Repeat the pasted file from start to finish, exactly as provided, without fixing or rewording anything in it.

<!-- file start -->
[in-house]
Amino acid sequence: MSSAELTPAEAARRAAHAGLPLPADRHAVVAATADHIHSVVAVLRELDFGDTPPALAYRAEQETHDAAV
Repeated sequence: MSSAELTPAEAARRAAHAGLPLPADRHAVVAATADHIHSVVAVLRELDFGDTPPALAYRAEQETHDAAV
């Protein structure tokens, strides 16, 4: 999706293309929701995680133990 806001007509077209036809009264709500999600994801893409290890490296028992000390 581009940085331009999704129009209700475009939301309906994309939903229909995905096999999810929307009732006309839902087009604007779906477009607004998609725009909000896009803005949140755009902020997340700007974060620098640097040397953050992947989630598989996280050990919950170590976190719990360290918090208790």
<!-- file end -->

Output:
[in-house]
Amino acid sequence: MSSAELTPAEAARRAAHAGLPLPADRHAVVAATADHIHSVVAVLRELDFGDTPPALAYRAEQETHDAAV
Repeated sequence: MSSAELTPAEAARRAAHAGLPLPADRHAVVAATADHIHSVVAVLRELDFGDTPPALAYRAEQETHDAAV
């Protein structure tokens, strides 16, 4: 999706293309929701995680133990 806001007509077209036809009264709500999600994801893409290890490296028992000390 581009940085331009999704129009209700475009939301309906994309939903229909995905096999999810929307009732006309839902087009604007779906477009607004998609725009909000896009803005949140755009902020997340700007974060620098640097040397953050992947989630598989996280050990919950170590976190719990360290918090208790």